TT Kidz youth participation initiative rolled out in AustraliaPhoto: Paul STIMPSON, courtesy ETTA
Table Tennis England has signed a licensing agreement with Table Tennis Australia which will see its TT Kidz youth participation initiative rolled out in Australia.
TT Kidz is a fun eight-week programme, launched this year across the country, which introduces new players aged 7 to 11 to the sport, teaching them the basics and inspiring them to continue playing.
Under the terms of the licensing agreement, the name in Australia will change to Spinaroos, but the TT Kidz programme structure, content, lesson plans, activity videos and some of the marketing material will be used to inspire young players in Australia to take up the sport.
The agreement was made after Table Tennis Australia received funding to develop a programme to attract youngsters into the sport, leading to discussions between TTA and Table Tennis England.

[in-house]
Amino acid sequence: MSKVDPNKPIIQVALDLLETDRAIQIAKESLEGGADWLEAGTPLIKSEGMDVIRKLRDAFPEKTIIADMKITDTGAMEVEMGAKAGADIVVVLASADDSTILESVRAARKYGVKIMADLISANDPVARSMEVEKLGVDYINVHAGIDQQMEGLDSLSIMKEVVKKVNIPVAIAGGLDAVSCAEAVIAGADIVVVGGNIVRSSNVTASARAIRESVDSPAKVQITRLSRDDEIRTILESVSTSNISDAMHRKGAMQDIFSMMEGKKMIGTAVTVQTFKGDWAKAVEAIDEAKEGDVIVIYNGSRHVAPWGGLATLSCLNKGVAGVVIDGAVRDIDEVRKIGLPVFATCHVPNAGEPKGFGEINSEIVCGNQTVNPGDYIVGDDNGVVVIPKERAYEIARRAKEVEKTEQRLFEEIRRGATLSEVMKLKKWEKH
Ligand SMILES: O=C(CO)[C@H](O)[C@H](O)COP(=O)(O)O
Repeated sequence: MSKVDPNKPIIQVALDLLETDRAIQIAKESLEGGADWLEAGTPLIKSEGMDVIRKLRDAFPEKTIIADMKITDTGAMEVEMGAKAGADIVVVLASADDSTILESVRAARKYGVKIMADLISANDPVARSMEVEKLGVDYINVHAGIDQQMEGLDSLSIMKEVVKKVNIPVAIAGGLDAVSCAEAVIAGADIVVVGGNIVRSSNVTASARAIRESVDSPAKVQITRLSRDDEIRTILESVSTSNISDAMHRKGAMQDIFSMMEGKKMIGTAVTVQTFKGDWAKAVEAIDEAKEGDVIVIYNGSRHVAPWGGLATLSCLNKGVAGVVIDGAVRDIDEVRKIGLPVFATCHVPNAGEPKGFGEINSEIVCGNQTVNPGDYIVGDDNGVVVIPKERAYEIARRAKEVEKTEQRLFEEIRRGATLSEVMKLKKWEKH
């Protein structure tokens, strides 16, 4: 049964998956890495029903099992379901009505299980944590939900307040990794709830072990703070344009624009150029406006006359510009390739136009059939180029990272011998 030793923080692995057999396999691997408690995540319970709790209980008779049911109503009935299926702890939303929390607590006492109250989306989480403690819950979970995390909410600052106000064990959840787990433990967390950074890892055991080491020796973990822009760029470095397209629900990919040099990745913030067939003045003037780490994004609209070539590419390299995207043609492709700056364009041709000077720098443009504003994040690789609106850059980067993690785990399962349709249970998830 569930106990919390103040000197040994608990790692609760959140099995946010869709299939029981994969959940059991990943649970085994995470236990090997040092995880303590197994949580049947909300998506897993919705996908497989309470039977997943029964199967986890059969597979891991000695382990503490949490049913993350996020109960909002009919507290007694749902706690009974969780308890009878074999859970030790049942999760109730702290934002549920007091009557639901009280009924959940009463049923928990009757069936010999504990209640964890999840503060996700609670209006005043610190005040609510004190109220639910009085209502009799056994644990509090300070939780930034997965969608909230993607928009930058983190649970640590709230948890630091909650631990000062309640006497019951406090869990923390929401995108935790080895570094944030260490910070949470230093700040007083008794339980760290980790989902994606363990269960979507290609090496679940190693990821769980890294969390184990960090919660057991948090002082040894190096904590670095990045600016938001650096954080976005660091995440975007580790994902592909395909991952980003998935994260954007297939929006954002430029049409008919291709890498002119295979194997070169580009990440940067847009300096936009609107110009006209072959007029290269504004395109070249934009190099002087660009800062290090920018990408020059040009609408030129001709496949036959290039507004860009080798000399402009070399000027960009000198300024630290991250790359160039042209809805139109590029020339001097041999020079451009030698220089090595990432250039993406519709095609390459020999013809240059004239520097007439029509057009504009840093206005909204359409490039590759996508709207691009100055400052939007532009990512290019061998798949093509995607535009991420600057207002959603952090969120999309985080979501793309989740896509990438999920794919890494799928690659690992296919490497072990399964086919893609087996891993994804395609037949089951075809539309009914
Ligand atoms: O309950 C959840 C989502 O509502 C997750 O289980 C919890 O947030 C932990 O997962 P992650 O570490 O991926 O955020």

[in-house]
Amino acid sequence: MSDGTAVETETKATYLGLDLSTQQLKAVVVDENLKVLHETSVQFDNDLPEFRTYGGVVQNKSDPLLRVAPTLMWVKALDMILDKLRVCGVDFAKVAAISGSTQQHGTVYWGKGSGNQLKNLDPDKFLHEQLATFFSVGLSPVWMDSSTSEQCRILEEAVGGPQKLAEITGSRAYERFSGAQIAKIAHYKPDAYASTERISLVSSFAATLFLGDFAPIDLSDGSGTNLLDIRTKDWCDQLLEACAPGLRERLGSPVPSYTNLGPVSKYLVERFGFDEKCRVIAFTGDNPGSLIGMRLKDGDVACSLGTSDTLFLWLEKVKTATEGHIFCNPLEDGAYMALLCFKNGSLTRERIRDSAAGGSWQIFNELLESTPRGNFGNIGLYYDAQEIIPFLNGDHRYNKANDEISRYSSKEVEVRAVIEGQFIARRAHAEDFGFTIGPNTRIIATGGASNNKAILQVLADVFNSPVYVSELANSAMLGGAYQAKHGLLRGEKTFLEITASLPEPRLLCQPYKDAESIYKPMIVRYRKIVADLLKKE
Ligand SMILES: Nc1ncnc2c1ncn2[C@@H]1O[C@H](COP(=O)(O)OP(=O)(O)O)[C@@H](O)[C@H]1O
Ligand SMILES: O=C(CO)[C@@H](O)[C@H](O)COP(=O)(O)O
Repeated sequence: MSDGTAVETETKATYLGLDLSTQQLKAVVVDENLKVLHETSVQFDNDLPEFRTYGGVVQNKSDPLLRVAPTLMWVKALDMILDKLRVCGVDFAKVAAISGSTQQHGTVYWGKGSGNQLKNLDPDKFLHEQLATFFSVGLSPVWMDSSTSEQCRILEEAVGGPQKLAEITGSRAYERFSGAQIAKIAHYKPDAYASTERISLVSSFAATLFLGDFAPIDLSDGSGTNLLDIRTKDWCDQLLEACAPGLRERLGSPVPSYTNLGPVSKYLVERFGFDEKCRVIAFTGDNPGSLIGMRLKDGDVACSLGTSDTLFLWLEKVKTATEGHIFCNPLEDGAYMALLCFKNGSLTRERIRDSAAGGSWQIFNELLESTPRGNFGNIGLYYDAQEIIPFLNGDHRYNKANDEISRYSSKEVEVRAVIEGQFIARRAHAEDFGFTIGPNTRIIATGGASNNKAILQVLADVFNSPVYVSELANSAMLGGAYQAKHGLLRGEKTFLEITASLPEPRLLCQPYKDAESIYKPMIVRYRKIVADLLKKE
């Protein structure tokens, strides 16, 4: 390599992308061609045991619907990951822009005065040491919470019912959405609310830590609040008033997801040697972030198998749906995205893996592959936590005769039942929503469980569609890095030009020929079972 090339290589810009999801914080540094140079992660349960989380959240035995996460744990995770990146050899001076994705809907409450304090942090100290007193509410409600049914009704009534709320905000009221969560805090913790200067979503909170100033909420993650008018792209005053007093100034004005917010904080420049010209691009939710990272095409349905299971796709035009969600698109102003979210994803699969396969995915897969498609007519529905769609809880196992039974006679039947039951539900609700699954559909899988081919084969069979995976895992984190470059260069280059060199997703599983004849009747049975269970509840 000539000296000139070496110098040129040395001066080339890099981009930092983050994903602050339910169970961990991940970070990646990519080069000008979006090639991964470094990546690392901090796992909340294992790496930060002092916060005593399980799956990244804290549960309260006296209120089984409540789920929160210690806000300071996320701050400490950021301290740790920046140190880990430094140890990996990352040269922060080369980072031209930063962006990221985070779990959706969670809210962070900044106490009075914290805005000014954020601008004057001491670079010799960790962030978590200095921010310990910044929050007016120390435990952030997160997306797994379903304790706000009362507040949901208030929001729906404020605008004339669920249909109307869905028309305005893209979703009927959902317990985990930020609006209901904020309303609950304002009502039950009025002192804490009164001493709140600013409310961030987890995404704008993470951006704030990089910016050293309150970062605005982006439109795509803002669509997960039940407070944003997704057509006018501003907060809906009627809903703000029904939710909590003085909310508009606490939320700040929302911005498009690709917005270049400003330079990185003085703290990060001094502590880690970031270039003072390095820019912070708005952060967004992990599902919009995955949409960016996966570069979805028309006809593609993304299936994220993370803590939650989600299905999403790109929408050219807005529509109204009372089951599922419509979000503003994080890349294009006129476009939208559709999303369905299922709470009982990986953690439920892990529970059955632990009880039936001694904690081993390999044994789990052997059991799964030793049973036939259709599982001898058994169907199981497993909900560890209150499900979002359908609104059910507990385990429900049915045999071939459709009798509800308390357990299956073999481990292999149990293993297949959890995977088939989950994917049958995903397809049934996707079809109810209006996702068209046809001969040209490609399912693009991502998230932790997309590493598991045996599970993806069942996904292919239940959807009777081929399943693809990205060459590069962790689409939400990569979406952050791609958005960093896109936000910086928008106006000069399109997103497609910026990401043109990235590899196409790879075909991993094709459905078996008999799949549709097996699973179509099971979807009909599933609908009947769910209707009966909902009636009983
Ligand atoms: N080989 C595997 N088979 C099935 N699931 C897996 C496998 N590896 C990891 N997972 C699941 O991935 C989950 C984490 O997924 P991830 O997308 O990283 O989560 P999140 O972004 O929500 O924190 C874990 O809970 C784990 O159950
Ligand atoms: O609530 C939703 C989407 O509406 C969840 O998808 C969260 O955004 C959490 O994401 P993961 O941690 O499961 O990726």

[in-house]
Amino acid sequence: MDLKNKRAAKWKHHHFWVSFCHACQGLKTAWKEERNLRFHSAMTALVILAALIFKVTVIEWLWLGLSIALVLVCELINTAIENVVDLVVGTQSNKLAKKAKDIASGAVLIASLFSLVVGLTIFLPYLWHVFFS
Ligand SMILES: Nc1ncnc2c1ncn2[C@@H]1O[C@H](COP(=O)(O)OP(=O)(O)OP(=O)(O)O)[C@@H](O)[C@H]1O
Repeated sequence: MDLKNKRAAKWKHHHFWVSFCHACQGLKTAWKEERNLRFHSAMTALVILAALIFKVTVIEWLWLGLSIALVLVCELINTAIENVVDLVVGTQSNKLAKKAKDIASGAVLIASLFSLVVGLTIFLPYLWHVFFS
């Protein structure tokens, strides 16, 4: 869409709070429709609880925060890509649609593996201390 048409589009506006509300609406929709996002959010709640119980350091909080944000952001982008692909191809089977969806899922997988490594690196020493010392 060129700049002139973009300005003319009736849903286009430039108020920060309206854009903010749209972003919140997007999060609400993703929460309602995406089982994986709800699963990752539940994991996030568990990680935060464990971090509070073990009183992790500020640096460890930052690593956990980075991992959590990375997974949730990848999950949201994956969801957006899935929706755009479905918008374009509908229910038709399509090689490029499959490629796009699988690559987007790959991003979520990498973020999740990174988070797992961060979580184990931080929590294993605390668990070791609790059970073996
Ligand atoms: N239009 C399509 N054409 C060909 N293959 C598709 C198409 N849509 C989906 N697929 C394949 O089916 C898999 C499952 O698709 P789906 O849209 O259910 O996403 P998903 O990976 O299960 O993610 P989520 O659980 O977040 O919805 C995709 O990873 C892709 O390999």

Greg YARNALL, Head of Development and Volunteering at Table Tennis England, said: “It was clear from the very first time we spoke that there was some synergies between what we had been developing over the past couple of years with what TTA were trying to achieve.
Anyone interested in talking to Table Tennis England about TT Kidz, please contact email@example.com
“Working with TTA on a licence agreement for TT Kidz was a great way to maximise resources for both parties and it’s something that as a sport we should be doing more of on a worldwide level to maximise the growth of the game.”
Patrick WUERTZ, Program Co-ordinator at Table Tennis Australia, said: “We were looking for a programme that is innovative, fun and well-researched and tested. After conversations with Greg Yarnall and seeing the work that was done, we knew from the start that TT Kidz has everything that we were looking for.
“Licensing the program from Table Tennis England will ensure that children in Australia have the best possible experience when starting off with table tennis.”
Yarnall added that both governing bodies were keen to continue working together, and that future licensing agreements with other countries were possible.